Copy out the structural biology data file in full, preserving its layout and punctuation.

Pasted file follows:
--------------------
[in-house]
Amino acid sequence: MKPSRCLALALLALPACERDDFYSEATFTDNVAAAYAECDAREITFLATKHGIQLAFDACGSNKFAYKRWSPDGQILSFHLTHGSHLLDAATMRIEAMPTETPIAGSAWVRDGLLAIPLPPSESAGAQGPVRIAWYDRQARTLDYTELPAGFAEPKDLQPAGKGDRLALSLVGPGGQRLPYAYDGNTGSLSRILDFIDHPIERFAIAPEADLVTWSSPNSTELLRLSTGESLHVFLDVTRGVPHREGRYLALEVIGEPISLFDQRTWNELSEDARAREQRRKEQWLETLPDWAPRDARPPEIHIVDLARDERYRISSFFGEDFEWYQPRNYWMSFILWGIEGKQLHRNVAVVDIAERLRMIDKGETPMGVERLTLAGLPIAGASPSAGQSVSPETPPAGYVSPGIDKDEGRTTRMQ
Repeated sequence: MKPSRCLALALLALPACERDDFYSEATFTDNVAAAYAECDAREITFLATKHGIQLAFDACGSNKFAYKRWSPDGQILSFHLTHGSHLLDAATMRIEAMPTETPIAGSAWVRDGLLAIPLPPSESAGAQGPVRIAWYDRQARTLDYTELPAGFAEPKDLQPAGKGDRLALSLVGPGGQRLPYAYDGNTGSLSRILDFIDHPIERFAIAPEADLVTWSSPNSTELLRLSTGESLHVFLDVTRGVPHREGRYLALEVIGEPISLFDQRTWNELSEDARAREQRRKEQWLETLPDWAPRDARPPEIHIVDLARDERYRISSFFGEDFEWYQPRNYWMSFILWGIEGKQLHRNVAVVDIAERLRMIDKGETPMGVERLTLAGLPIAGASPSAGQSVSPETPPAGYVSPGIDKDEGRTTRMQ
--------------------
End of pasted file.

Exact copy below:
[in-house]
Amino acid sequence: MKPSRCLALALLALPACERDDFYSEATFTDNVAAAYAECDAREITFLATKHGIQLAFDACGSNKFAYKRWSPDGQILSFHLTHGSHLLDAATMRIEAMPTETPIAGSAWVRDGLLAIPLPPSESAGAQGPVRIAWYDRQARTLDYTELPAGFAEPKDLQPAGKGDRLALSLVGPGGQRLPYAYDGNTGSLSRILDFIDHPIERFAIAPEADLVTWSSPNSTELLRLSTGESLHVFLDVTRGVPHREGRYLALEVIGEPISLFDQRTWNELSEDARAREQRRKEQWLETLPDWAPRDARPPEIHIVDLARDERYRISSFFGEDFEWYQPRNYWMSFILWGIEGKQLHRNVAVVDIAERLRMIDKGETPMGVERLTLAGLPIAGASPSAGQSVSPETPPAGYVSPGIDKDEGRTTRMQ
Repeated sequence: MKPSRCLALALLALPACERDDFYSEATFTDNVAAAYAECDAREITFLATKHGIQLAFDACGSNKFAYKRWSPDGQILSFHLTHGSHLLDAATMRIEAMPTETPIAGSAWVRDGLLAIPLPPSESAGAQGPVRIAWYDRQARTLDYTELPAGFAEPKDLQPAGKGDRLALSLVGPGGQRLPYAYDGNTGSLSRILDFIDHPIERFAIAPEADLVTWSSPNSTELLRLSTGESLHVFLDVTRGVPHREGRYLALEVIGEPISLFDQRTWNELSEDARAREQRRKEQWLETLPDWAPRDARPPEIHIVDLARDERYRISSFFGEDFEWYQPRNYWMSFILWGIEGKQLHRNVAVVDIAERLRMIDKGETPMGVERLTLAGLPIAGASPSAGQSVSPETPPAGYVSPGIDKDEGRTTRMQ